- The long term column is more for the “slow burns” – the kind of things that I personally end up doing when I have some free time in the evenings or weekends.
Over time, you will find you shuffle things from column to column. Long term aims become short term jobs, things get dropped and abandoned, and priorities and focuses shift.
The key is that straight after completing the exercise, you know exactly what you should be doing.
8. Maintain Motivation
If you’re somebody who struggles to start projects, you’re really going to have to buckle up, because seeing them through is far harder!
My recent example involves this very website you’re reading. For the first two years I experienced “textbook” growth in traffic and income. I think there was barely a week where anything stagnated or declined, other than during obvious times like the holiday season.
As such, you can imagine how it felt when everything levelled out, and I started getting weeks when things moved backwards. After two years of seeing reassuring growth, it was inevitable I’d have to go through that at some point.
That’s just one example, but it applies to a lot of things. Everything in life ebbs and flows – from money to motivation. Where a lot of people go wrong is by walking away and abandoning things at just the wrong time – just when it was all about to get good.
When you read interviews with successful business people, they almost always have a tale about a time when it looked like everything was about to crumble. I doubt there’s a single freelancer out there who can’t remember at least one time when the bills didn’t look like they’d get paid.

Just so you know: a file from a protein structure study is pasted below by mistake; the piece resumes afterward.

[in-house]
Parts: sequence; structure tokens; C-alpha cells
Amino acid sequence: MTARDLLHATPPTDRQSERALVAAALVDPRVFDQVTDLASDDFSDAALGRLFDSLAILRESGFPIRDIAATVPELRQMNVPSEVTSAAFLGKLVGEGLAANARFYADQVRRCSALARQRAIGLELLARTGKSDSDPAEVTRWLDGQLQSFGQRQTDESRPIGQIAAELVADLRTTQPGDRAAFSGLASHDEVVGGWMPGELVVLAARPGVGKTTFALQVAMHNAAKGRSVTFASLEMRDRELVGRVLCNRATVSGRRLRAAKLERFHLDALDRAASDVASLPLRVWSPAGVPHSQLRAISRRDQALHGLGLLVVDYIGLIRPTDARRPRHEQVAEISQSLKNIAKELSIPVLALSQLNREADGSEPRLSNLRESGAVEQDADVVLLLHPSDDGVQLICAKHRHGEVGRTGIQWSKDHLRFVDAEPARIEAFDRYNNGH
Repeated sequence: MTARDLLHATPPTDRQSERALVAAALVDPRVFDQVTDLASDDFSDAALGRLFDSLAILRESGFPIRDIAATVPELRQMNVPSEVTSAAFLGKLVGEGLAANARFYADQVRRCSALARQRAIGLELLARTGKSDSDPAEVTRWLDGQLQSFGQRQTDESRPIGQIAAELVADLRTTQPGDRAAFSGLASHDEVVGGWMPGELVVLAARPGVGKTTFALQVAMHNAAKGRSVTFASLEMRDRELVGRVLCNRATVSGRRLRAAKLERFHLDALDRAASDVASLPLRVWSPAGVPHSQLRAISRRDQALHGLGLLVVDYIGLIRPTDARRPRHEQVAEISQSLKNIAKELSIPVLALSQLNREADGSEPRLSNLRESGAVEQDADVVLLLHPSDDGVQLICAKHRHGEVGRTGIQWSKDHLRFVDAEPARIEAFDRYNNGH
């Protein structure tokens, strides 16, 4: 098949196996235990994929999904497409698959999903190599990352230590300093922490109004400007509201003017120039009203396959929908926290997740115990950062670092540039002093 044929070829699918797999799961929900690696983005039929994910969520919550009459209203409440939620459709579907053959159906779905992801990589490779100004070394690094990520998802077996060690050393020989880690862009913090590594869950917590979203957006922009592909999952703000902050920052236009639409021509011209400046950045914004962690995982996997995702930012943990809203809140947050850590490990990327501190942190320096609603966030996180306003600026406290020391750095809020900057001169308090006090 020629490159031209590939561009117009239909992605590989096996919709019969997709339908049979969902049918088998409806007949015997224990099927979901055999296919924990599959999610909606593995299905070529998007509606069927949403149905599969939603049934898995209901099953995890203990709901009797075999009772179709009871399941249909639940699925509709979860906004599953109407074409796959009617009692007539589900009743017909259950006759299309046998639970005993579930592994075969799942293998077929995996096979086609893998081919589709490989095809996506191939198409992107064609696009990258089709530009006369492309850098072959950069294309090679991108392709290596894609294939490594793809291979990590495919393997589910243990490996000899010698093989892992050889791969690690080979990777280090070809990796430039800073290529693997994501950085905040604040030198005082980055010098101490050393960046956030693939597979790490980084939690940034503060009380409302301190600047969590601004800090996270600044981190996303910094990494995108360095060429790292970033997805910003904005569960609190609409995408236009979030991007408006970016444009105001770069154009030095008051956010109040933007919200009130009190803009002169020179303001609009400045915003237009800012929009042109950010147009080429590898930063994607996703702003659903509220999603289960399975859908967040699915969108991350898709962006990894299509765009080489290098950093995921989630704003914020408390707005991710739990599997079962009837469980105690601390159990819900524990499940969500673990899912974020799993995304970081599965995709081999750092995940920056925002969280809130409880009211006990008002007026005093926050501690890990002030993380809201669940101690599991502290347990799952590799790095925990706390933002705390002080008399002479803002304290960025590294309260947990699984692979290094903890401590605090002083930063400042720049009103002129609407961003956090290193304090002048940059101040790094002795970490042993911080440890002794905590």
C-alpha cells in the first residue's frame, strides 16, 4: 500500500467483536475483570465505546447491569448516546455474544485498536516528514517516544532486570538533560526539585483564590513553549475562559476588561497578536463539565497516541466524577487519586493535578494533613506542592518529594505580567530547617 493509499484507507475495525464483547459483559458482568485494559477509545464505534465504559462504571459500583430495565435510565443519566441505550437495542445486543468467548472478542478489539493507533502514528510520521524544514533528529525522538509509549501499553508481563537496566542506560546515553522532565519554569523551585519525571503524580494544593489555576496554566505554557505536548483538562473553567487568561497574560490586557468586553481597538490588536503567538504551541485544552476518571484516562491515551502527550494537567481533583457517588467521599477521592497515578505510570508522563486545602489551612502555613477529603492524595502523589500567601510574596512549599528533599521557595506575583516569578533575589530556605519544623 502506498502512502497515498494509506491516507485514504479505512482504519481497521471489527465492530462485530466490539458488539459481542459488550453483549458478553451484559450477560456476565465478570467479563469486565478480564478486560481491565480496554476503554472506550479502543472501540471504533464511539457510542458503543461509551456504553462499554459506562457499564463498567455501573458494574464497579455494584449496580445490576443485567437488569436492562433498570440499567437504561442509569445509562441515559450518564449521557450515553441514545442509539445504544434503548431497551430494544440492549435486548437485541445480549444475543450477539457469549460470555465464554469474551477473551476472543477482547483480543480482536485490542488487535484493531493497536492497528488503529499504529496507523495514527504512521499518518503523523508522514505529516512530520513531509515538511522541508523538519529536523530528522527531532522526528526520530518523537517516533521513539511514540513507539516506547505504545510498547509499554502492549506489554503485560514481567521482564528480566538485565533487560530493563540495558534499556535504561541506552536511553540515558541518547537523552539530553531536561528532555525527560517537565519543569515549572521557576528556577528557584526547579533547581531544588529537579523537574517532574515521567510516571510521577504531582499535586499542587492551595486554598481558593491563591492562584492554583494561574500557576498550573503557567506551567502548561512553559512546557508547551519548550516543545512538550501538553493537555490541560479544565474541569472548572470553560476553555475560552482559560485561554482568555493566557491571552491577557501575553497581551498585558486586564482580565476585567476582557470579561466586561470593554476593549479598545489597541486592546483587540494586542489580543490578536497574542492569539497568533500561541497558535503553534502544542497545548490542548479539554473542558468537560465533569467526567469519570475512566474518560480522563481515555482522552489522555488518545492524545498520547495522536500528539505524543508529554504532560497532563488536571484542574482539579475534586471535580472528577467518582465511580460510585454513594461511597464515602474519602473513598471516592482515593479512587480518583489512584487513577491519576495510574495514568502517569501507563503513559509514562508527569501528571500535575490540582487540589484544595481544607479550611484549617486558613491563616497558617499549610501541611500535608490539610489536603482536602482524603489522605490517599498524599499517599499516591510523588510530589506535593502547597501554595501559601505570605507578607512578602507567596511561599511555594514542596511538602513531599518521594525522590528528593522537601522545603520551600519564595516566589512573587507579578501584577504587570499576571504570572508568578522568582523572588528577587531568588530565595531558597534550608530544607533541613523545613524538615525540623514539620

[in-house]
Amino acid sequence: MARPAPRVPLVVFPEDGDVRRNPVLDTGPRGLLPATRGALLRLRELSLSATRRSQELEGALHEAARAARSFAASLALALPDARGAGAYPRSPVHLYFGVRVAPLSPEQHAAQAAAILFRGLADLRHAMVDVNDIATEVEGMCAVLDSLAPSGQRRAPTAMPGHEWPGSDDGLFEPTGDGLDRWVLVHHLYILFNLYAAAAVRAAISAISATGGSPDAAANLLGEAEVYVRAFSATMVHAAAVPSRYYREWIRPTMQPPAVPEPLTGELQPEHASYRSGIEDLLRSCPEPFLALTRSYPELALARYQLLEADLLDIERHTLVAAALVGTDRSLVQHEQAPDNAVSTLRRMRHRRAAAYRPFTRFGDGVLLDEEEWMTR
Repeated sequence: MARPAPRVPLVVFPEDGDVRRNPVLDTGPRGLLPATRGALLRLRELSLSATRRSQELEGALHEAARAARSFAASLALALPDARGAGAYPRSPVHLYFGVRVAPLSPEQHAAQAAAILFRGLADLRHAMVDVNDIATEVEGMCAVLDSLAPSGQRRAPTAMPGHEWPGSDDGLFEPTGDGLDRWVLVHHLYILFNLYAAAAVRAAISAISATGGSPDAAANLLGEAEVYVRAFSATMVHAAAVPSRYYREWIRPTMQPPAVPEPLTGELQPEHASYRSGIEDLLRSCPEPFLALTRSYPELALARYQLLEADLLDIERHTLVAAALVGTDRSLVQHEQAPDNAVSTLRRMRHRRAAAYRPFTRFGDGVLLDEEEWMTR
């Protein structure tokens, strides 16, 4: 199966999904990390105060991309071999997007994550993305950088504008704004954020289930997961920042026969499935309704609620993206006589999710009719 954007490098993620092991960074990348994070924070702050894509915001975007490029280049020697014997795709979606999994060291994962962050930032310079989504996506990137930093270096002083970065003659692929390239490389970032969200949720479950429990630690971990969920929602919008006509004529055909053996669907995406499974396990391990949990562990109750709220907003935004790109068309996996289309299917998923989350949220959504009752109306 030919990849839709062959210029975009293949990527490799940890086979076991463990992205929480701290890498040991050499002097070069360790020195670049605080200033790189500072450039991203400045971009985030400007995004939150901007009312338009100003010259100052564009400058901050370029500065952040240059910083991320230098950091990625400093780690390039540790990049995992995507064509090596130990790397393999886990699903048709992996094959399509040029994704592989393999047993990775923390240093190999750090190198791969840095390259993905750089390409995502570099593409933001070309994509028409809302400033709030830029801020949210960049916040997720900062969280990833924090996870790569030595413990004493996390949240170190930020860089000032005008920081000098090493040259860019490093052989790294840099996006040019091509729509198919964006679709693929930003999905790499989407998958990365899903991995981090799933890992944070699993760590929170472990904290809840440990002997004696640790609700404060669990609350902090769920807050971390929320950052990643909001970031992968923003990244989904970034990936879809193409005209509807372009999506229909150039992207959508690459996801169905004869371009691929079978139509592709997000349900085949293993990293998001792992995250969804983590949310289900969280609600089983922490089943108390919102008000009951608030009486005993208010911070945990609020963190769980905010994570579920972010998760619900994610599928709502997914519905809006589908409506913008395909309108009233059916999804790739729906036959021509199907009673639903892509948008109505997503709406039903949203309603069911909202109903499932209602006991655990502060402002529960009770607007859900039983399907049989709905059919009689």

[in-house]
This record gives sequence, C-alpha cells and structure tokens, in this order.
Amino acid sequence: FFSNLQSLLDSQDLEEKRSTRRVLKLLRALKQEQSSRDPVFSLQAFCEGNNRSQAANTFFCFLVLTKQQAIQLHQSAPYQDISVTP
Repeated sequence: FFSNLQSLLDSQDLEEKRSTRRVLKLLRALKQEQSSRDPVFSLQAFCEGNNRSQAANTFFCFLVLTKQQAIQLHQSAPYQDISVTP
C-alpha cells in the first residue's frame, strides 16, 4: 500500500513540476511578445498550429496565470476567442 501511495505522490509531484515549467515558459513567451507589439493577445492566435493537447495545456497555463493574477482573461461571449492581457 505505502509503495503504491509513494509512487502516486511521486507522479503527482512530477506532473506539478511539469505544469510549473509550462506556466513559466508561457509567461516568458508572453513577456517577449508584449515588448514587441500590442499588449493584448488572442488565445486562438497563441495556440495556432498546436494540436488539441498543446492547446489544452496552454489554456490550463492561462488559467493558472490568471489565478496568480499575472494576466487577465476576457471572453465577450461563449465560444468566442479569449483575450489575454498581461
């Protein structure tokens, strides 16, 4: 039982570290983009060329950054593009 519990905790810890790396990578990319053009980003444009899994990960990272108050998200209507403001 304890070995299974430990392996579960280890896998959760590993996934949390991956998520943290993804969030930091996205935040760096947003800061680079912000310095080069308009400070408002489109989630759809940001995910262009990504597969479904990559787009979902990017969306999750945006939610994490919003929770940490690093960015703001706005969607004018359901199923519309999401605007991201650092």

Resilience is everything.
- A book I really like about growing businesses is The Messy Middle by Scott Belsky. There are so many books about start-ups, it was a real treat to find something aimed at more experienced business owners.
9. Network – a LOT!
Over time, both personal and business networks develop in a haphazard way.
I have friends I was inseparable from for years who I don’t speak to now; Meanwhile, I have regular business dealings with clients I’ve now known for over two decades.
My point here is you never know which of the people you meet is going to go on to be a long term partner, mentor or friend. It’s all a bit random.
What you CAN do is increase your chance of having a solid network by doing plenty of networking. I don’t mean that ghastly, false, schmoozy type of networking. I mean making sure you make an effort to reach out to people, be polite, and reply to those who contact you.
Personal relationships matter, and the old adage that “it’s not what you know but who you know” retains some truth.
We have a detailed guide to networking in business here.
10. Recognise your Achievements
It’s really important to recognise (and celebrate) your achievements.
I’m reliably informed (by my wife!) that I’m hopelessly bad at this, so I’m thankful that she encourages me to take the occasional step back to stop, have some wine, and enjoy a short gloat.
Whether you’re celebrating your first blog subscriber or your 1000th, a completed course, your first sale, or your first Million, recognising your achievements is hugely motivating. It pushes you on and makes you keen to aim for the next victory. So don’t be afraid to pat yourself on the back now and then.
Hopefully these tips have pushed you closer to understanding how to achieve what you want. None of them, in isolation, will change your life. However, put them together and you have a pretty clear path to success.
So which of them are you going to act on today?
Founder of HomeWorkingClub.com – Ben has worked freelance for nearly 20 years. As well as being a freelance writer and blogger, he is also a technical consultant with Microsoft and Apple certifications. He loves supporting new home workers but is prone to outbursts of bluntness and realism.